Figure 2 The percentage of additional records retrieved by the Thematic IPF over Antarctica, relative to the existing S3A Land product, showing the improvement in coverage due to the extended window processing, especially around the coastal margin where topography is more complex. (b) and (c) Examples of data coverage of repeated cycles from the existing product (b) and the TDS (c) close to the grounding line of the Filchner-Ronne Ice Shelf, illustrating the additional data retrieved (yellow arrow) within this glaciologically important region.
A global assessment of the Water Surface Heigh (WSH) provided in the Hydrology Thematic products was performed over a large amount of worldwide hydrological targets (823 lakes with area between 1 and 5 km²). The noise level of the WSH was estimated by computing the topography variation over consecutive 20 Hz measurements. Results show that the noise level decreases of about 50 % in the new Hydrology Thematic products (7 cm vs 13 cm) as presented in the figure below.
Figure 3 Noise levels of the Water Surface Height represented in histograms, and computed over 1 full cycle acquired between June and July 2020, and over 823 worldwide lakes with area between 1 and 5 km². Noise level from the current operational Sentinel-3 LAND products (yellow) is compared to the new Sentinel-3 Hydrology Thematic products (blue)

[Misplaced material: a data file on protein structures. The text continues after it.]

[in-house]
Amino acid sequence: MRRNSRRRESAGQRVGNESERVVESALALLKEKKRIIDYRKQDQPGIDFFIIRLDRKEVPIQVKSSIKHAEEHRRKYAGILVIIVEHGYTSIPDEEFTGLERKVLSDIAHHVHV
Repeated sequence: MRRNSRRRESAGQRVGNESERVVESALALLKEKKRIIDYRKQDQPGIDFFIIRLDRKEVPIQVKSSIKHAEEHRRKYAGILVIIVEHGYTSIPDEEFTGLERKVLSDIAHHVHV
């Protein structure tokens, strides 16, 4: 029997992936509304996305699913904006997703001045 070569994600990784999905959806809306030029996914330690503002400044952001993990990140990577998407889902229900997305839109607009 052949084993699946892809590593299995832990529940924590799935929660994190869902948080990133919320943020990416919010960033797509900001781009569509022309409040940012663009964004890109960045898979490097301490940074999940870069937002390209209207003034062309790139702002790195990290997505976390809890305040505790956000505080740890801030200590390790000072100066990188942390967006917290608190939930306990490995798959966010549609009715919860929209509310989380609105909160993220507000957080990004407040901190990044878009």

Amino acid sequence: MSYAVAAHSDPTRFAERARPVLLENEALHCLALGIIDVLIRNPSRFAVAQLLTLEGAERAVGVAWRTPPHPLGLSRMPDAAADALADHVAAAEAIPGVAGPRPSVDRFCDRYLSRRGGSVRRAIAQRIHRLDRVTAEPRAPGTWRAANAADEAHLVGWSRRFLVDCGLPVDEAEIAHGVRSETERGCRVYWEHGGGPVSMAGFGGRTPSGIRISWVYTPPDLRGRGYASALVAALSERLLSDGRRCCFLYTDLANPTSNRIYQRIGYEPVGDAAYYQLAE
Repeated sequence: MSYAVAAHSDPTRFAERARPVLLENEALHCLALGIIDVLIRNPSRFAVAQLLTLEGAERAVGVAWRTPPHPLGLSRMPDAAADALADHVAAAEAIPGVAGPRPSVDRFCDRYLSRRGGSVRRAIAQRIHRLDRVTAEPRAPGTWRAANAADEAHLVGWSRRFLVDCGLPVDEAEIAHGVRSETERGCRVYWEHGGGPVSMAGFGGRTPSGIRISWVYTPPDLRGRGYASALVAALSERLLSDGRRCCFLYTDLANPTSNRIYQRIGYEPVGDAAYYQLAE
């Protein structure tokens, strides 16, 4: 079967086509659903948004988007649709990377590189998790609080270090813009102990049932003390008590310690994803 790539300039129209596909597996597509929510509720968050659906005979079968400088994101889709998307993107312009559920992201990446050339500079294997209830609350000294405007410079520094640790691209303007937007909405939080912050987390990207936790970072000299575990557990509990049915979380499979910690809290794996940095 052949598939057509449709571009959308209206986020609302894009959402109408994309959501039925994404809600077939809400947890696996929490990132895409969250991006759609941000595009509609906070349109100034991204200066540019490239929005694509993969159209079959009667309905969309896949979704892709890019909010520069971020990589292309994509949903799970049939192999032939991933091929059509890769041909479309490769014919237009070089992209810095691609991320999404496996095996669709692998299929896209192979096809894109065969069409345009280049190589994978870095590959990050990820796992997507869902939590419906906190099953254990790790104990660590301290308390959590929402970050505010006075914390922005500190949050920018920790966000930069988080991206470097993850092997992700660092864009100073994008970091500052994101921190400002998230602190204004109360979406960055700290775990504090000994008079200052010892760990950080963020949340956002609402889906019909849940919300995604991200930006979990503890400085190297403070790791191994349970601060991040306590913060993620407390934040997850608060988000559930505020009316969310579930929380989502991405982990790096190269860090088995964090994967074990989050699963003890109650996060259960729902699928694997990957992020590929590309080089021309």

This noise reduction is mainly achieved thanks to the implementation of the zero-padding processing, improving the range resolution of the measurements. Additionally, other preliminary analyses indicate that the application of the hamming window processing could allow to estimate the water surface level over a larger number of hydrological targets.
Aublanc, J., Moreau, T., Thibaut, P., Boy, F., Rémy, F., & Picot, N. (2018). Evaluation of SAR altimetry over the Antarctic ice sheet from CryoSat-2 acquisitions. Advances in Space Research, 62(6), 1307–1323. https://doi.org/10.1016/j.asr.2018.06.043
Dinardo, S., Fenoglio-Marc, L., Buchhaupt, C., Becker, M., Scharroo, R., Joana Fernandes, M. and Benveniste, J.: Coastal SAR and PLRM altimetry in German Bight and West Baltic Sea, Advances in Space Research, 62(6), 1371–1404, doi:10.1016/j.asr.2017.12.018, 2018.
Helm, V., Humbert, A., & Miller, H. (2014). Elevation and elevation change of Greenland and Antarctica derived from CryoSat-2. The Cryosphere, 8(4), 1539–1559. https://doi.org/https://doi.org/10.5194/tc-8-1539-2014
Jensen, J. R.: Radar altimeter gate tracking: theory and extension, IEEE Transactions on Geoscience and Remote Sensing, 37(2), 651–658, doi:10.1109/36.752182, 1999.